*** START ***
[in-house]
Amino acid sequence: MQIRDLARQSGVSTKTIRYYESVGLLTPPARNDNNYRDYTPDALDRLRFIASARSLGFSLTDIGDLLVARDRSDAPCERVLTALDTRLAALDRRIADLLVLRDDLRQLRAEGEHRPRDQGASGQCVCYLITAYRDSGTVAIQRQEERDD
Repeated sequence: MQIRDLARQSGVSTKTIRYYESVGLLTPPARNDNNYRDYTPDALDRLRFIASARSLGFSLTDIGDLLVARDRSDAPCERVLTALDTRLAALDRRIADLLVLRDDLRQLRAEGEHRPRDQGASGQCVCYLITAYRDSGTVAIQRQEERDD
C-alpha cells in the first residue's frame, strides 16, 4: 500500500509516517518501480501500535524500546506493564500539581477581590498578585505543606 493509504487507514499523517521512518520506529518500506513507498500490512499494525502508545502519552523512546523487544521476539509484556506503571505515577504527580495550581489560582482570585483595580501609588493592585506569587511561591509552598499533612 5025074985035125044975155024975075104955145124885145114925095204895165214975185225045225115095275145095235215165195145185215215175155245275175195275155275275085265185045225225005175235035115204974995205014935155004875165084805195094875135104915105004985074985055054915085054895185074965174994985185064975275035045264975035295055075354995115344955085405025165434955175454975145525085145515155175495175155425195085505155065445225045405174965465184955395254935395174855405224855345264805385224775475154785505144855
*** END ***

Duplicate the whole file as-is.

[in-house]
Amino acid sequence: MQIRDLARQSGVSTKTIRYYESVGLLTPPARNDNNYRDYTPDALDRLRFIASARSLGFSLTDIGDLLVARDRSDAPCERVLTALDTRLAALDRRIADLLVLRDDLRQLRAEGEHRPRDQGASGQCVCYLITAYRDSGTVAIQRQEERDD
Repeated sequence: MQIRDLARQSGVSTKTIRYYESVGLLTPPARNDNNYRDYTPDALDRLRFIASARSLGFSLTDIGDLLVARDRSDAPCERVLTALDTRLAALDRRIADLLVLRDDLRQLRAEGEHRPRDQGASGQCVCYLITAYRDSGTVAIQRQEERDD
C-alpha cells in the first residue's frame, strides 16, 4: 500500500509516517518501480501500535524500546506493564500539581477581590498578585505543606 493509504487507514499523517521512518520506529518500506513507498500490512499494525502508545502519552523512546523487544521476539509484556506503571505515577504527580495550581489560582482570585483595580501609588493592585506569587511561591509552598499533612 5025074985035125044975155024975075104955145124885145114925095204895165214975185225045225115095275145095235215165195145185215215175155245275175195275155275275085265185045225225005175235035115204974995205014935155004875165084805195094875135104915105004985074985055054915085054895185074965174994985185064975275035045264975035295055075354995115344955085405025165434955175454975145525085145515155175495175155425195085505155065445225045405174965465184955395254935395174855405224855345264805385224775475154785505144855